Ann Besenbruch was born on March 14, 1924, in Jackson, Ohio. Part of her childhood was spent in the idyllic village of Northfield, Conn., where her father was the minister while earning a Ph.D. at Yale. Their move to South Dakota was a shock to her, the state then suffering from grasshopper plagues, dust storms and fierce blizzards in winter, although the friendliness of the people made up for much. After she graduated from high school, her father insisted that she apply to the University of Chicago.
She majored in German and was working on her master’s dissertation, when she was offered a job as a translator for the Nuremberg Tribunal for War Crimes. Much of her work consisted of translating the files of German government and SS agencies, which provided much of the evidence for the prosecution. Through a discussion group at the University of Erlangen she met her future husband Max. At her recommendation he also was employed as a translator. When the trials ended, Ann obtained a job as report writer for the US Army European Command Intelligence Center.
Once Max earned his Ph.D., Ann and he decided to marry and return to the USA. They had two children, Helen and Peter. She settled into the life of the wife of a rising executive.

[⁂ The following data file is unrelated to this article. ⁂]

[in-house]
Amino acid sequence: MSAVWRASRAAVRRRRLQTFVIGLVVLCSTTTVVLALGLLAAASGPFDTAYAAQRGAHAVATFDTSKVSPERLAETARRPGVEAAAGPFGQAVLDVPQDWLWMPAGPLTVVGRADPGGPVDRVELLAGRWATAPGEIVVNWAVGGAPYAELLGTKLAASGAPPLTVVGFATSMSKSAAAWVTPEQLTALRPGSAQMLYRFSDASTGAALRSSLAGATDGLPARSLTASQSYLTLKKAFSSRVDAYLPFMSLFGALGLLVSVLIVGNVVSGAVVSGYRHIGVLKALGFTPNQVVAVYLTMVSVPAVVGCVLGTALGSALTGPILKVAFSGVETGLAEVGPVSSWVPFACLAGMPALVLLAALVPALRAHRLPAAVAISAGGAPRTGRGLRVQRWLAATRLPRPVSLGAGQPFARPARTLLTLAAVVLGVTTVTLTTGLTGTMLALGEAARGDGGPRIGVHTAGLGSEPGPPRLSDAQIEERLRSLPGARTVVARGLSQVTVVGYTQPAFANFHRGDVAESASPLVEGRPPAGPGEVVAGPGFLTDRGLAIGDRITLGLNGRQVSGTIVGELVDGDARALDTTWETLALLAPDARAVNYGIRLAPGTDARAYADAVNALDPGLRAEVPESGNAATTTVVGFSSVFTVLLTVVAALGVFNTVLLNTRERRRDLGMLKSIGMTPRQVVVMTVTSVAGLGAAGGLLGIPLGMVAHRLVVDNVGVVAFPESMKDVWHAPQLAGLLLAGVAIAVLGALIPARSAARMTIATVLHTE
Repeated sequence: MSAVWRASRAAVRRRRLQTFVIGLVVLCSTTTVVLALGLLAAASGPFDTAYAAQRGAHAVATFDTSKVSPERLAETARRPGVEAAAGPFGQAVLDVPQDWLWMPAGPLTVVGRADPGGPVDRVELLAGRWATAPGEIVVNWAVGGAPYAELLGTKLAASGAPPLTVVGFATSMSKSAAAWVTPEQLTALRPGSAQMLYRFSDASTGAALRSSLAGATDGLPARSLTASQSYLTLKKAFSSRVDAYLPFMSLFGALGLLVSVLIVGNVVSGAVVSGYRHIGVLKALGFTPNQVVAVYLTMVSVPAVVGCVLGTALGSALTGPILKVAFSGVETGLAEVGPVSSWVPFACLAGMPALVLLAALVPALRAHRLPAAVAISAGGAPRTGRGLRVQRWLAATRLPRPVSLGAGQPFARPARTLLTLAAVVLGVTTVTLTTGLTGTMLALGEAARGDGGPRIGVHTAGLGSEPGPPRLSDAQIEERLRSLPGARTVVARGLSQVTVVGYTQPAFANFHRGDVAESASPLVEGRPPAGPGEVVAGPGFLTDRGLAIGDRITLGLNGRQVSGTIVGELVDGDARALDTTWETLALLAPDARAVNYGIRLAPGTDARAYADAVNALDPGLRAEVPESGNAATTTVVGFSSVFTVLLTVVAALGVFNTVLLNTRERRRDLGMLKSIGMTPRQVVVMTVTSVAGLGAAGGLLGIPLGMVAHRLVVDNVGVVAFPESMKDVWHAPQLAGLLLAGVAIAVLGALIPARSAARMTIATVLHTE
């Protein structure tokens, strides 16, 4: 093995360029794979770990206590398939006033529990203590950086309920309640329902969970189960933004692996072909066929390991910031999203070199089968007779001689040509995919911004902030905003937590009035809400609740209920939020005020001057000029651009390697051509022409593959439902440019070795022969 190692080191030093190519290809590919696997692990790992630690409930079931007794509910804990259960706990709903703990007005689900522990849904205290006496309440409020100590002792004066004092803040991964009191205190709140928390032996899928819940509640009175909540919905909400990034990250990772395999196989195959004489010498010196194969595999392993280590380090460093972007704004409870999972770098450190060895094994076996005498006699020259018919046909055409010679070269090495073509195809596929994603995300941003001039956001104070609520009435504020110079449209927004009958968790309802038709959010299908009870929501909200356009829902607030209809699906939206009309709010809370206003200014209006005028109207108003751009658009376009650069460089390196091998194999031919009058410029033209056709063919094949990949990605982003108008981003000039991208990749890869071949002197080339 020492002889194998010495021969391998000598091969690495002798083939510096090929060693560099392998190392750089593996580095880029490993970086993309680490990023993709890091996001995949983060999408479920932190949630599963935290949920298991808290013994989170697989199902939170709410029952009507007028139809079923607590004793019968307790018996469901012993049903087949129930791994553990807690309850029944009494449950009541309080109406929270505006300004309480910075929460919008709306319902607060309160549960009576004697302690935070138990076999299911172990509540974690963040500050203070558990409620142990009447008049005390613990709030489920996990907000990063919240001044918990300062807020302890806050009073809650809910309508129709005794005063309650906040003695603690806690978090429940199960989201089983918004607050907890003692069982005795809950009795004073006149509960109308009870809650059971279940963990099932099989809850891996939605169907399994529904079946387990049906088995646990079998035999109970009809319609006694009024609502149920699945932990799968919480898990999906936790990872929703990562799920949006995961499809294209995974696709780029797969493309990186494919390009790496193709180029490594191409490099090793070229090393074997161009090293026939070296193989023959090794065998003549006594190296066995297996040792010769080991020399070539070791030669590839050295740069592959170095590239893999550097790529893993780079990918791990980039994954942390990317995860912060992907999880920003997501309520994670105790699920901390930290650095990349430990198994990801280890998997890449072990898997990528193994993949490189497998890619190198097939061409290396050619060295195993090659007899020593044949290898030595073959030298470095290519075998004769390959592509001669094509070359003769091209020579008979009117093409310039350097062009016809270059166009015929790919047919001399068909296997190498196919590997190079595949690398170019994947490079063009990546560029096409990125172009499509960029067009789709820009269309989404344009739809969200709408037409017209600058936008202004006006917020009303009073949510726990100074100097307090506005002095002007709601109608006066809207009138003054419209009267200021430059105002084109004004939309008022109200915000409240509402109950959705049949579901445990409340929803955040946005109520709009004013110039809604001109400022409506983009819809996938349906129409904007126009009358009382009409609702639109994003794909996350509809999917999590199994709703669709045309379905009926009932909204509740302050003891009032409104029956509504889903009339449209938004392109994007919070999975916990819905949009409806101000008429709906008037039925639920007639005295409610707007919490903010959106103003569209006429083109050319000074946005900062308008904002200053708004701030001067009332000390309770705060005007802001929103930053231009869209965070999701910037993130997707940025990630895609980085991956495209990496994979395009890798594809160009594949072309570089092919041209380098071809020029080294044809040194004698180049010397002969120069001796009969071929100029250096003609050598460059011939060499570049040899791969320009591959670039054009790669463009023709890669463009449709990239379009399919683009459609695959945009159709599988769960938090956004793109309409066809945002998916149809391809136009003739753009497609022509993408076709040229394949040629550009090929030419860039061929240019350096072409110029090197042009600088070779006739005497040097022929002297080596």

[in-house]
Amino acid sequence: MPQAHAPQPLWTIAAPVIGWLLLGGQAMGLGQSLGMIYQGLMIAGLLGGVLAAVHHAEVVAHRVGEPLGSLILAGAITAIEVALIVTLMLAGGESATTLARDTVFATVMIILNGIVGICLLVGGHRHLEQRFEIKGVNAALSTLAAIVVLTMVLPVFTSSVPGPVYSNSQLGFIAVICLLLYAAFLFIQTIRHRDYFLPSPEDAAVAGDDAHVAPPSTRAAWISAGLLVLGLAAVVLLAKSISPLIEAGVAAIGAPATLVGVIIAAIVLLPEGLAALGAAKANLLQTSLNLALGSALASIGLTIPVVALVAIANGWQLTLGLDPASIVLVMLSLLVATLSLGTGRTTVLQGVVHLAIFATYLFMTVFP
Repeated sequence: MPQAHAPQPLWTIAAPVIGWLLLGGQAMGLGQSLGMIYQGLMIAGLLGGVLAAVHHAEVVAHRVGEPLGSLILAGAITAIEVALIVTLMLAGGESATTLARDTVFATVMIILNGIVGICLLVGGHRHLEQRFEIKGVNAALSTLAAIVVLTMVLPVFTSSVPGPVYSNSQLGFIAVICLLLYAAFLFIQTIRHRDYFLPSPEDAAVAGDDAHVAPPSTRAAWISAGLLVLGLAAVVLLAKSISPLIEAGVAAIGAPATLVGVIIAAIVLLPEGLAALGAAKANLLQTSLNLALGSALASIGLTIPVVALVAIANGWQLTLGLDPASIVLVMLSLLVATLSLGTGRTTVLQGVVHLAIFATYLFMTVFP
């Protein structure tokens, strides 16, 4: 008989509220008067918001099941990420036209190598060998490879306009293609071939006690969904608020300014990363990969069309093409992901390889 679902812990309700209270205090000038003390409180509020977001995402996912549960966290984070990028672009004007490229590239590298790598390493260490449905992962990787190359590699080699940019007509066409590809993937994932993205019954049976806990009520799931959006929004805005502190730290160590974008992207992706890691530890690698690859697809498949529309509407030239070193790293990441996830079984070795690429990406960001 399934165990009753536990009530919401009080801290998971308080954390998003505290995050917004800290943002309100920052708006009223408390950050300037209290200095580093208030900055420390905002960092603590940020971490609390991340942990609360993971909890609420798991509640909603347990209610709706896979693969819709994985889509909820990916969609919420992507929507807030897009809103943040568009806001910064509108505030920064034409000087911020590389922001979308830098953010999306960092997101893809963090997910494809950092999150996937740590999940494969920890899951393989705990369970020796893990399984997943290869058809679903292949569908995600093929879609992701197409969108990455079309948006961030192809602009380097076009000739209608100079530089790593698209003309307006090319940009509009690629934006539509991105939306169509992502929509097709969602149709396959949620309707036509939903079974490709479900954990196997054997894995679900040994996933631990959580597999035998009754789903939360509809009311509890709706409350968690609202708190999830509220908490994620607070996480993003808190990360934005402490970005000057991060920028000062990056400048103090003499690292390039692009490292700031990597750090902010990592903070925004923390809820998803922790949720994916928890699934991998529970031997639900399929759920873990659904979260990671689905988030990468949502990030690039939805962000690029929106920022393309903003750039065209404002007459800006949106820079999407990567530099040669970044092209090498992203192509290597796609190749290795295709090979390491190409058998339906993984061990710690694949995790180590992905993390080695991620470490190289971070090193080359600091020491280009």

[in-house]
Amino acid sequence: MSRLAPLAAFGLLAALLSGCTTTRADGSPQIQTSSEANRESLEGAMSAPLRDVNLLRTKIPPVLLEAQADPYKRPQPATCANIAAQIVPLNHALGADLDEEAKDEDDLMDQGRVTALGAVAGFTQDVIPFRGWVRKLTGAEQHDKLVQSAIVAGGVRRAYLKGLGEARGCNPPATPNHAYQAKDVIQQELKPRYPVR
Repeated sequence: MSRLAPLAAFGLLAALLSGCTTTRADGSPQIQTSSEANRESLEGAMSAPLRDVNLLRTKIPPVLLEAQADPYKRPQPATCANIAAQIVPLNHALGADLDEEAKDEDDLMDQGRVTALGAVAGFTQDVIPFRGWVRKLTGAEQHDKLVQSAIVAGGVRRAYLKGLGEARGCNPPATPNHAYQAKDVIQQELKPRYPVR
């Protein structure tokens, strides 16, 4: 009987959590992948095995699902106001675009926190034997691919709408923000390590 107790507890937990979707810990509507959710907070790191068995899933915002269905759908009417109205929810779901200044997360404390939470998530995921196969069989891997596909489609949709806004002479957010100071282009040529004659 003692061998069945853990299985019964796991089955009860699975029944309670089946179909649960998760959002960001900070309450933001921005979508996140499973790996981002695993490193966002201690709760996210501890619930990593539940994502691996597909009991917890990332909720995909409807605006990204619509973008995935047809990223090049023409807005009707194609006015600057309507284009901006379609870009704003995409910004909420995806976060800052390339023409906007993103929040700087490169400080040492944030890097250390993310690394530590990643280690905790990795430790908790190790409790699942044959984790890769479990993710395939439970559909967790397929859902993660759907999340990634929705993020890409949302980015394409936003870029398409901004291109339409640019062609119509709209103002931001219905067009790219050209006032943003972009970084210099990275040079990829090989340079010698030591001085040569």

Ever since joining the choir of the University of Chicago, which performed major concerts with the Chicago Symphony, she found great joy in choral singing. In White Plains she discovered the Episcopal Church, always loving its liturgy and finding a musical home in church choirs in the United States and Europe.
In 1992 she followed her husband’s sailboat to Hawaii by plane and joined St. Andrew’s choir under John McCreary, whom she admired. Always a voracious reader, she wrote book reviews for the cathedral newsletter and taught church history, presenting an unvarnished church of sinners and saints to classes of appreciative seekers.
She died on November 2, 2011, and is survived by her husband, two children and two grandchildren.
The funeral service is at 10:30 a.m. on Saturday, November 26, at St. Andrew’s Episcopal Cathedral. Visitation begins at 9:30 a.m.. A reception will follow at the Waikiki Yacht Club.
In lieu of flowers, contributions to the St. Andrew’s Cathedral Music Fund would be welcome.